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For their own good
Fifty years ago, they were screwed-up kids sent to the Florida School for Boys to be straightened out. But now they are screwed-up men, scarred by the whippings they endured. Read the story and see a video and portrait gallery.
ST. PETERSBURG - Democratic U.S. Senate candidate Peter Deutsch on Tuesday distanced himself from an independent group criticizing rival Betty Castor for not firing Sami Al-Arian while she was president of the University of South Florida.
"I think not firing the guy was absolutely a defensible position," Deutsch, a congressman from Hollywood, said in his first extensive remarks on the issue. "Absolutely defensible."
Deutsch also said he wanted no outside groups, such as the one attacking Castor that is led by his longtime friend, to campaign or raise money during the Democratic primary race.
"I would wish that they didn't exist," he told the St. Petersburg Times editorial board. "You know, I'd love for that to occur."
Castor defended her handling of the Al-Arian situation Tuesday at a campaign stop at a fire station in Carrollwood. She said she made the right decisions in the 1990s when Al-Arian, a computer science professor, was under investigation for allegedly raising money for terrorists. He was indicted last year and fired by Castor's successor, Judy Genshaft.
Instead of firing him, she put Al-Arian on paid leave for two years and hired a prominent lawyer with close ties to the school to look into allegations against him and the university's actions involving Al-Arian.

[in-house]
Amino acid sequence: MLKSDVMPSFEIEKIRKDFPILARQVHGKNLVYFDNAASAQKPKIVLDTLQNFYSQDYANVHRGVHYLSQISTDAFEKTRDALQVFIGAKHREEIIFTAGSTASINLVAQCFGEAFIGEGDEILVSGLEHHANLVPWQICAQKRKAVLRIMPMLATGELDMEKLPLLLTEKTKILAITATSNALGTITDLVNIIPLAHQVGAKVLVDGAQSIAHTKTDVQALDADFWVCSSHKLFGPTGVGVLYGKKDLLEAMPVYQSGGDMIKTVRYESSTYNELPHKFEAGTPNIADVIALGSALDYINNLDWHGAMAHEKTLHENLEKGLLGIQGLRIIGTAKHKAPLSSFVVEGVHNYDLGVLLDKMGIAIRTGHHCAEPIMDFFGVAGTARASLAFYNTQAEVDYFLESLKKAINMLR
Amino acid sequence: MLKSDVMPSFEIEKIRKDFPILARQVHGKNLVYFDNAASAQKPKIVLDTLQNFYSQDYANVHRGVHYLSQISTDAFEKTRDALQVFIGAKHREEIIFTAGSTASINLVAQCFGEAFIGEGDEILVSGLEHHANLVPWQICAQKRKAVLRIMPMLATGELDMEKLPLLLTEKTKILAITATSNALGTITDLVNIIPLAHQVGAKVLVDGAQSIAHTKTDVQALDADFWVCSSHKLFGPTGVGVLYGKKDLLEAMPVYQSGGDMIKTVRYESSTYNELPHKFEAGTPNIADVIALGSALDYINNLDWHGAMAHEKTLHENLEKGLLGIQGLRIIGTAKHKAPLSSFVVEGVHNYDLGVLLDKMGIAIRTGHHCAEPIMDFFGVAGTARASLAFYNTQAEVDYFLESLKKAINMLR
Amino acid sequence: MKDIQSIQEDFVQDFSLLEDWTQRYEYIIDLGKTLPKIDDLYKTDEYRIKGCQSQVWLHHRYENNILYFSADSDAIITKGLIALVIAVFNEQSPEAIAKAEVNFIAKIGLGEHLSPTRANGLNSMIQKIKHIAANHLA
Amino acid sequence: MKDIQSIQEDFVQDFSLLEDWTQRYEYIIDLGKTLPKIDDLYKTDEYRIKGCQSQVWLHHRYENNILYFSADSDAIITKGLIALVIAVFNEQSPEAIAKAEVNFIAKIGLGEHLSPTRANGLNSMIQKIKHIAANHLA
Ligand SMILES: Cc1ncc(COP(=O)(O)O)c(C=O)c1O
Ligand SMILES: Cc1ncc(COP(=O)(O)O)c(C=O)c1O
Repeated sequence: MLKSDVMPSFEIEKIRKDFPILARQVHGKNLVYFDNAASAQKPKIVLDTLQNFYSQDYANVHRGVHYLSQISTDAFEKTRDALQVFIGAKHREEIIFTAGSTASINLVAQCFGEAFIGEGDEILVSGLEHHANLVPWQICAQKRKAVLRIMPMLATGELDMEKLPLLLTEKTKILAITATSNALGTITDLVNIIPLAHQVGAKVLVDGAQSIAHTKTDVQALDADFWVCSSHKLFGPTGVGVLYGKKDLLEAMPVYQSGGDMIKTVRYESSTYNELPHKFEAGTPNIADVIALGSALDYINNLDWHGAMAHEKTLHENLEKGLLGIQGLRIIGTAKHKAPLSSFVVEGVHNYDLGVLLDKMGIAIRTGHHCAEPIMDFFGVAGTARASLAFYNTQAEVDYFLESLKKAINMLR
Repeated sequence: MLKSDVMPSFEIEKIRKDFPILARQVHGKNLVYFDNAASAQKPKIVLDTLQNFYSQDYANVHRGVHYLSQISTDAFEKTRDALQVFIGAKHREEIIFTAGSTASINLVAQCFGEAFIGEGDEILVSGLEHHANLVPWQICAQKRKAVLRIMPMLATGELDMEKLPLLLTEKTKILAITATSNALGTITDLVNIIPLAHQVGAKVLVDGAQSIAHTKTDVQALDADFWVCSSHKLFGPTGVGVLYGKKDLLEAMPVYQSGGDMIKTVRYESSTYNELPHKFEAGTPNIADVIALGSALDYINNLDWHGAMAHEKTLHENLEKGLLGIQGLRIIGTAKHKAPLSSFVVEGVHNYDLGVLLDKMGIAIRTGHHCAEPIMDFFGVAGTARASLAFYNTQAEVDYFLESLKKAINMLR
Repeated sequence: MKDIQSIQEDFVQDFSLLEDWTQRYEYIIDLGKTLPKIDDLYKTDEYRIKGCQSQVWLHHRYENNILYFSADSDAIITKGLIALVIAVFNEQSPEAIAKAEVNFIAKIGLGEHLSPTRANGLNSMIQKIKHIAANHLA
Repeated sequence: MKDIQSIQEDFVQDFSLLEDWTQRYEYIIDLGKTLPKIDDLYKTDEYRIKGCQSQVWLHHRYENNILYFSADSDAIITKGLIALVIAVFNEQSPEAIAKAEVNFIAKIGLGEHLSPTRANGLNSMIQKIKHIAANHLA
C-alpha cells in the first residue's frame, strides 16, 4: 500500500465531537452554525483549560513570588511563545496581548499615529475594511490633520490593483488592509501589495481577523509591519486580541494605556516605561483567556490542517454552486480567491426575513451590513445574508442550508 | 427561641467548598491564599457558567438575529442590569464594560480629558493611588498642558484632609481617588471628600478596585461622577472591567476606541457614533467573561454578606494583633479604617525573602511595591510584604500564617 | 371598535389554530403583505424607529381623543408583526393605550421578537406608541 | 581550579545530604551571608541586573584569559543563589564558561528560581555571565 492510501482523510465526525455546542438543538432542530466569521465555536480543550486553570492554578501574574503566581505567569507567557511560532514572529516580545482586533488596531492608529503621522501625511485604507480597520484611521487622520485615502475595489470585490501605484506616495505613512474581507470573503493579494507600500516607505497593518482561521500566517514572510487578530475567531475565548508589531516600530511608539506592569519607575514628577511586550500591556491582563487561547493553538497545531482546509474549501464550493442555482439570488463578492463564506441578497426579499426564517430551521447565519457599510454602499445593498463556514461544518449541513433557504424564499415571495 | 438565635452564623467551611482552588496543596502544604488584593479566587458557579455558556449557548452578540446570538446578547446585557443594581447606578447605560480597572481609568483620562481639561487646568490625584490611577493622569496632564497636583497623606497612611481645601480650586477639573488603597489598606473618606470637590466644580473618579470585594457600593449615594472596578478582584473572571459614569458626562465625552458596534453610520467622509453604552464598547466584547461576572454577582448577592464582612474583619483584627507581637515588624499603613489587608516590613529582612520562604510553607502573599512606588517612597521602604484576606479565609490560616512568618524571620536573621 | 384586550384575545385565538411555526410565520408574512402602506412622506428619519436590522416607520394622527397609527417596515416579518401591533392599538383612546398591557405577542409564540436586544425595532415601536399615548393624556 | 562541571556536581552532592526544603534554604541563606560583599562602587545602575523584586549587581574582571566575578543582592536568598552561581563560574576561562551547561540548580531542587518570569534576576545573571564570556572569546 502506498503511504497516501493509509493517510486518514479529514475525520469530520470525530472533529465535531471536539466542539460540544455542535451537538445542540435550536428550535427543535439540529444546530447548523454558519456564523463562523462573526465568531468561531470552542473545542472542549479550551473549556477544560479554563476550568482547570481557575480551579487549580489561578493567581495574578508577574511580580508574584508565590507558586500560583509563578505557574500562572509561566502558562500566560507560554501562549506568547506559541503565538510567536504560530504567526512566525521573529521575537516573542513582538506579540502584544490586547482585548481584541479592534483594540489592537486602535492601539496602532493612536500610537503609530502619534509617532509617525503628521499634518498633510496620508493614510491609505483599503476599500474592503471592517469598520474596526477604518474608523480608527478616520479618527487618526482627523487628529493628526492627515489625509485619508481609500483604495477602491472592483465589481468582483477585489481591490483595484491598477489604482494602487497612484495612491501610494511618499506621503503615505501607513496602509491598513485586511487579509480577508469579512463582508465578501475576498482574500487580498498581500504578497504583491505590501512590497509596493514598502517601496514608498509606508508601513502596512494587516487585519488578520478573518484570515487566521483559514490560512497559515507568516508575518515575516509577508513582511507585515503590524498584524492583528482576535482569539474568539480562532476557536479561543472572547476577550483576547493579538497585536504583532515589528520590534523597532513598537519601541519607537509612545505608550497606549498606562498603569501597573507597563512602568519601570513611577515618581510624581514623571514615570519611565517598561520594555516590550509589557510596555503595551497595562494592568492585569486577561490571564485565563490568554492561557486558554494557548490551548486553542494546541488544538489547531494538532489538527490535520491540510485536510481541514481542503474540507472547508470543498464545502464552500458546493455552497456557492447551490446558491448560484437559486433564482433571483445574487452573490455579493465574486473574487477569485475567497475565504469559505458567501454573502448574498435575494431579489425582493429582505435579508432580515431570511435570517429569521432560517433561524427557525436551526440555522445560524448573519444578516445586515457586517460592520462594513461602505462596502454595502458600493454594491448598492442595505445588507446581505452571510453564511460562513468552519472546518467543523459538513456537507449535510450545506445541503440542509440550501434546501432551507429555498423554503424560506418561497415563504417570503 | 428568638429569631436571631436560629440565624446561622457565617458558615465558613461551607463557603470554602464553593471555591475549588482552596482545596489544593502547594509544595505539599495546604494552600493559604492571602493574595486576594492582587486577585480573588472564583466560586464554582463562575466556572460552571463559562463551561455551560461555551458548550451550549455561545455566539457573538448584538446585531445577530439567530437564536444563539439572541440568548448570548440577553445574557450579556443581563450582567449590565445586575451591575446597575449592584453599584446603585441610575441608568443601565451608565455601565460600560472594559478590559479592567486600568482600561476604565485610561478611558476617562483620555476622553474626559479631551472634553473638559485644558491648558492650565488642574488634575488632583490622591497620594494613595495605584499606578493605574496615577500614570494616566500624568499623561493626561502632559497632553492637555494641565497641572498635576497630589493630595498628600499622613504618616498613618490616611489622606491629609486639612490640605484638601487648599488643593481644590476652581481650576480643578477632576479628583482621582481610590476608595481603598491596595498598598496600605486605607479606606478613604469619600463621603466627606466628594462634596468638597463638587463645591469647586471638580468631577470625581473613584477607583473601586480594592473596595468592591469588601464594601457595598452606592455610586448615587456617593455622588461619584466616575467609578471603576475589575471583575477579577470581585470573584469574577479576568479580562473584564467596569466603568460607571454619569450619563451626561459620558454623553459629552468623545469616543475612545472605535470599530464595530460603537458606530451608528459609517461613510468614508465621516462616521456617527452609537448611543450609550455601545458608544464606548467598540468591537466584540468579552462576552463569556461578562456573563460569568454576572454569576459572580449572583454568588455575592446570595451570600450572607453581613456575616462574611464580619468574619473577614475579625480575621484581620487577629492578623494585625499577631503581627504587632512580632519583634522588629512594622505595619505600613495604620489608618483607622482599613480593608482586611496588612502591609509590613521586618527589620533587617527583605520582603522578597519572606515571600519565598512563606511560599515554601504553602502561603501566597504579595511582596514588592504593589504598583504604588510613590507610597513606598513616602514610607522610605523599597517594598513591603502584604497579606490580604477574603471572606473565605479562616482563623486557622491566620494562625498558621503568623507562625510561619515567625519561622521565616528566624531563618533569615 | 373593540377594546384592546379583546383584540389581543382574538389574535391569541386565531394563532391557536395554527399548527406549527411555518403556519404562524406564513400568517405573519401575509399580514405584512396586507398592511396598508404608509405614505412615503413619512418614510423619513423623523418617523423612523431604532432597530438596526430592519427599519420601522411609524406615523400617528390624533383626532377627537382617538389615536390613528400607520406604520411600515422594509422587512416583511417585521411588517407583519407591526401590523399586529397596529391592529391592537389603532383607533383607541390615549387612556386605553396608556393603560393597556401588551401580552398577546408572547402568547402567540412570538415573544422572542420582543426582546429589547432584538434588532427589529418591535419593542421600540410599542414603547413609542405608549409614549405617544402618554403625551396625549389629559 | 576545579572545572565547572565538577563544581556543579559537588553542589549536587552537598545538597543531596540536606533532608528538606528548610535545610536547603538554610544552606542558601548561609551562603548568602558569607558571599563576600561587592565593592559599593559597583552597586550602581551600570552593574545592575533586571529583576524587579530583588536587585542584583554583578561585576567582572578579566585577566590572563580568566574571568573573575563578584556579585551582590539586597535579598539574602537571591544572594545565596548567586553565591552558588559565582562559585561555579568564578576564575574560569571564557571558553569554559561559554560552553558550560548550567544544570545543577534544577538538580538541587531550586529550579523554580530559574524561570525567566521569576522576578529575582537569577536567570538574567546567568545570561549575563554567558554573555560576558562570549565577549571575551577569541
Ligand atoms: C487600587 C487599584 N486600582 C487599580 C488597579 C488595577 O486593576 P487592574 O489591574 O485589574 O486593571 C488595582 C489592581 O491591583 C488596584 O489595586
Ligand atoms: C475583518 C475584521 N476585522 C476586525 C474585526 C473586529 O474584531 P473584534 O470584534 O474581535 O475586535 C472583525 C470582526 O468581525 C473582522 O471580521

In recent weeks, with the three major Democratic candidates agreeing on virtually all major issues, how Castor handled Al-Arian has come to dominate the race. Recent polls show Castor leading Deutsch and Miami-Dade County Mayor Alex Penelas.
Tuesday marked a shift in Castor's handling of the Al-Arian issue.
For the first time, she directed her attacks at the Republicans instead of Deutsch and the group tied with his campaign, the American Democracy Project.
Al-Arian campaigned for President Bush in 2000, posed for a photo with him at Plant City's Strawberry Festival in March of that year and said publicly that Muslims in Florida may have tipped the close presidential election to Bush.
He also visited the White House complex in 2001 for a meeting with Muslim activists and Bush's top strategist, Karl Rove.
"I was doing everything I could," she said. "Meanwhile, Al-Arian was invited to the White House. Why wasn't he prevented from being invited to the White House?"
Deutsch said Tuesday that Al-Arian likely was invited to the White House because he was not a physical threat to Bush and because the federal government did not want to let Al-Arian know he was under investigation.
But he said Al-Arian's White House visit is irrelevant to Castor's actions as USF president.
What Castor should have done, Deutsch said, is meet with Al-Arian when she was USF president and denounce his activities.
"I can understand why she wouldn't fire him," he said, "but to do nothing?"
Castor, who said she did denounce Al-Arian's activities, says she could not fire him because she never got "one iota" of information from law enforcement agencies, including the FBI.
"That's not accurate," Deutsch said. "She did get an iota of information. She got a 44-page affidavit."
The affidavit, unsealed in 1996, suggested the FBI had probable cause to believe Al-Arian's think tank and charity were fronts for terrorists.
Deutsch called information in the documents "extraordinary" and "disturbing."
The affidavit said Al-Arian was connected to the Palestinian Islamic Jihad, phone calls were made from his home to numbers associated with the 1993 World Trade Center bombers and that he used two charity groups connected to USF to aid international terrorism.
Al-Arian has said in the past that his fundraising was for charitable Palestinian causes.
Deutsch said he has not asked his friend, Bernie Friedman of Hollywood, to stop his group's attacks on Castor because he is not legally allowed to coordinate with the group and because Friedman has the right to speak up.
"Ultimately that's for voters to decide," he said.